Artery Stents and Side Effects

Diet fads come and go. Indiscretions and choices of lifestyles may come to haunt you through normal aging, genetics, and effects from certain illnesses. Over time your arteries may become narrowed and blocked because of build-up of a fatty material called plaque, which is made up of cholesterol and other substances. Like the crusty plaque that forms around teeth, arterial and vascular plaque silently obstructs the passage of blood and nutrients throughout your body. Artery stents are light little inserts that are surgically implanted to help open obstructed arteries. Artery stents are minimally invasive life savers that may prevent heart attacks and strokes. It’s good to check your vital statistics often. Irregularities may indicate arterial blockages.

Artery and vascular obstructions are known as atherosclerosis and the American Heart Association compiles statistics annually. In 2009, there were 644,240 hospital stays that included the implantation of a cardiac artery stent.
The rate of any cardiac stent procedure rose steadily from 1999 to 2006 by 61 percent and
then declined sharply between 2006 and 2009 by 27 percent. Sclerosis, a stiffening of a structure, has been associated with many diseases, particularly multiple sclerosis and ALS (which interfere with nervous system functions). Atherosclerosis is silent. Arteries have no pain sensors to alert of plaque build-up. It is the silent killer that leads to heart attacks and brain strokes.

The use of artery stents have greatly help reduce the incidence of heart disease and brain infarctions but implantation of artery stents isn’t a miraculous cure-all. Diet and exercise routines are fundamental. They are more minimally invasive approaches of more complex surgeries that are alerts that death was nearer than you thought.

Stents reduce the incidence of heart attacks and strokes but not necessarily lives, according to Duke University research. The artery stent was first introduced in 1994 and various technological innovations have improved their overall effectiveness. Prior to stents, the severity of atherosclerosis usually required more invasive procedures, such as arterial or coronary bypasses. President Clinton and TV host David Letterman are popular recipients of those surgeries. You will note that these are very conscious of lifestyle changes to maintain weight for health.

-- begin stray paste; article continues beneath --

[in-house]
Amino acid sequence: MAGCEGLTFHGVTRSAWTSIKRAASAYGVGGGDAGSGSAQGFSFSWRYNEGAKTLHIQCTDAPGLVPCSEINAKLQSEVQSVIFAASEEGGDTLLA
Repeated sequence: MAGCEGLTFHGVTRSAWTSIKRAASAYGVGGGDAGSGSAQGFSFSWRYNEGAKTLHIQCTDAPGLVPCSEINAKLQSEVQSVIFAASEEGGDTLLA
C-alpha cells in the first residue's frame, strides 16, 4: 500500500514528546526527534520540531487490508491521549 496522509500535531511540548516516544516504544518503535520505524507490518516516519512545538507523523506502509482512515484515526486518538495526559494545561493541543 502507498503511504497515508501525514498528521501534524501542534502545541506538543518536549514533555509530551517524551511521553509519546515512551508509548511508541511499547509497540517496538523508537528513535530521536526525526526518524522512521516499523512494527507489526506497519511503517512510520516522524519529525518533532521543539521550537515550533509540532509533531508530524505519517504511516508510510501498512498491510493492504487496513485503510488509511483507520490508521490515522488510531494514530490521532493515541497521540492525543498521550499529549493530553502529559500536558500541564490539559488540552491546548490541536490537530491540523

Surgically implanting artery stents leaves no superficial scars. A catheter enters your groin area or your wrist to physically explore your arteries. Where significant blockage is visible, a stent is implanted via the catheter. For most of the procedure, you are under mild sedation – relaxed but conscious. A stent is like a spring of mesh that is inserted to support the artery wall. With time, the mesh and the artery wall unify. Heart artery stents wer approved by the FDA in 1994. Newer stents add a drug to the metallic material. This helps reduce Restenosis, a condition where the stent may collapse. Using these drug induced stents and certain prescribed oral medications help stabilize stent implantation.

Commonly, artery stents are used in surgical procedures called percutaneous trans-luminal coronary angioplasty (PTCA), also known as balloon angioplasty. These procedures are intended to reduce the risk of heart attacks or other complications stemming from coronary heart disease that involves the blockage of the arteries.

Virtually non-invasive radiological detection of atherosclerosis has emerged in the 21st century and CAT or MRI scans and Ultrasound may be used as part of routine searches for atherosclerosis in specific arteries. This may account for the rise of artery stent intervention from 1999 to 2006. Angioplasty will be necessary if plaque accumulation is noted and is a way that artery stents are implanted. If no stent is implanted, it is an ambulatory procedure with no hospital stay. An implant requires at least 24-hour stay.

An artery stent was implanted. For around 2 years following an implant procedure, you will be prescribed a blood thinner drug (i.e Plavix, Warfarin, Xarelto) and low dose aspirin as an anti-coagulant. You are advised to reduce exercise and increase proper diet for a few weeks after surgery.